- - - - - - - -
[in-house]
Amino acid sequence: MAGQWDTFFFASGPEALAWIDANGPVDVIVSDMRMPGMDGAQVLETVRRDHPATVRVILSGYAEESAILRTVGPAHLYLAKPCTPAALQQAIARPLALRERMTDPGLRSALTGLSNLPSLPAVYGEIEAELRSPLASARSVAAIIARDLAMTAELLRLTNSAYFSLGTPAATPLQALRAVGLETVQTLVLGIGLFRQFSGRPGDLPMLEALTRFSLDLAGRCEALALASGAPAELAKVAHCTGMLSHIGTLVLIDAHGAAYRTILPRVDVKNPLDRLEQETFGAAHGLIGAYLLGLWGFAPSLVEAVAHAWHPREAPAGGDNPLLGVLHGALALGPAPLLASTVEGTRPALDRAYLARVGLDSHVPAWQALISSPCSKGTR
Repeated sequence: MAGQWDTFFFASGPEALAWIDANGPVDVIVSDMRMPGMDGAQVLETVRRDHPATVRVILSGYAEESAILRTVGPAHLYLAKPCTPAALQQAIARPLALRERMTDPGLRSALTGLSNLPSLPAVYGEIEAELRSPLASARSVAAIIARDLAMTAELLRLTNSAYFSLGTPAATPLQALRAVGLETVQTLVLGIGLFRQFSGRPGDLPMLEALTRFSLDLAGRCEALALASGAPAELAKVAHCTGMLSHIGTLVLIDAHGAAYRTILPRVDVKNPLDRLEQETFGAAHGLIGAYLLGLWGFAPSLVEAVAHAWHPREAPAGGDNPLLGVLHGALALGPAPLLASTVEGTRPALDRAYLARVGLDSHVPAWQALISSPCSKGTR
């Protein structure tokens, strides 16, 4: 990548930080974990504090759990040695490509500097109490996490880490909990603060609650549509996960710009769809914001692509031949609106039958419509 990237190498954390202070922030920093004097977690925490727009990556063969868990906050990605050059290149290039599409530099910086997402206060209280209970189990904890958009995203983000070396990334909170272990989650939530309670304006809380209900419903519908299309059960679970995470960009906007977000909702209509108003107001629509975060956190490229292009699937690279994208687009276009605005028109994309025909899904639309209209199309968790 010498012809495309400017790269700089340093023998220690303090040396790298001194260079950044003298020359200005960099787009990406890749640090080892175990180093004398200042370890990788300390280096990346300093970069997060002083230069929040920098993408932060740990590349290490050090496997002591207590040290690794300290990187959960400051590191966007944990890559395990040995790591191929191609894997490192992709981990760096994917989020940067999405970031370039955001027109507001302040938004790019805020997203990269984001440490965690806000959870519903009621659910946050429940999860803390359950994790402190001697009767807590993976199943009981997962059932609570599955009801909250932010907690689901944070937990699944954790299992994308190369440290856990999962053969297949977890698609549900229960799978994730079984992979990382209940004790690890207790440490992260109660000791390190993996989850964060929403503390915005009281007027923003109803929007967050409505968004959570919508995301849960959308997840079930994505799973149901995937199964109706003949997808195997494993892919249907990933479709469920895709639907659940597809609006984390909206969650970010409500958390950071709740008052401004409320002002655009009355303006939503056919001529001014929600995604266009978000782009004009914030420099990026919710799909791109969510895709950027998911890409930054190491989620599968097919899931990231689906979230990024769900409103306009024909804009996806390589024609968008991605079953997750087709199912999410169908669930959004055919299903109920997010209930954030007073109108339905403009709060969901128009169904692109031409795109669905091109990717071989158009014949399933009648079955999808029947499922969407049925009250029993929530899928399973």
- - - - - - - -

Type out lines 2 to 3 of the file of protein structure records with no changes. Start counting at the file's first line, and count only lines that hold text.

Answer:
Amino acid sequence: MAGQWDTFFFASGPEALAWIDANGPVDVIVSDMRMPGMDGAQVLETVRRDHPATVRVILSGYAEESAILRTVGPAHLYLAKPCTPAALQQAIARPLALRERMTDPGLRSALTGLSNLPSLPAVYGEIEAELRSPLASARSVAAIIARDLAMTAELLRLTNSAYFSLGTPAATPLQALRAVGLETVQTLVLGIGLFRQFSGRPGDLPMLEALTRFSLDLAGRCEALALASGAPAELAKVAHCTGMLSHIGTLVLIDAHGAAYRTILPRVDVKNPLDRLEQETFGAAHGLIGAYLLGLWGFAPSLVEAVAHAWHPREAPAGGDNPLLGVLHGALALGPAPLLASTVEGTRPALDRAYLARVGLDSHVPAWQALISSPCSKGTR
Repeated sequence: MAGQWDTFFFASGPEALAWIDANGPVDVIVSDMRMPGMDGAQVLETVRRDHPATVRVILSGYAEESAILRTVGPAHLYLAKPCTPAALQQAIARPLALRERMTDPGLRSALTGLSNLPSLPAVYGEIEAELRSPLASARSVAAIIARDLAMTAELLRLTNSAYFSLGTPAATPLQALRAVGLETVQTLVLGIGLFRQFSGRPGDLPMLEALTRFSLDLAGRCEALALASGAPAELAKVAHCTGMLSHIGTLVLIDAHGAAYRTILPRVDVKNPLDRLEQETFGAAHGLIGAYLLGLWGFAPSLVEAVAHAWHPREAPAGGDNPLLGVLHGALALGPAPLLASTVEGTRPALDRAYLARVGLDSHVPAWQALISSPCSKGTR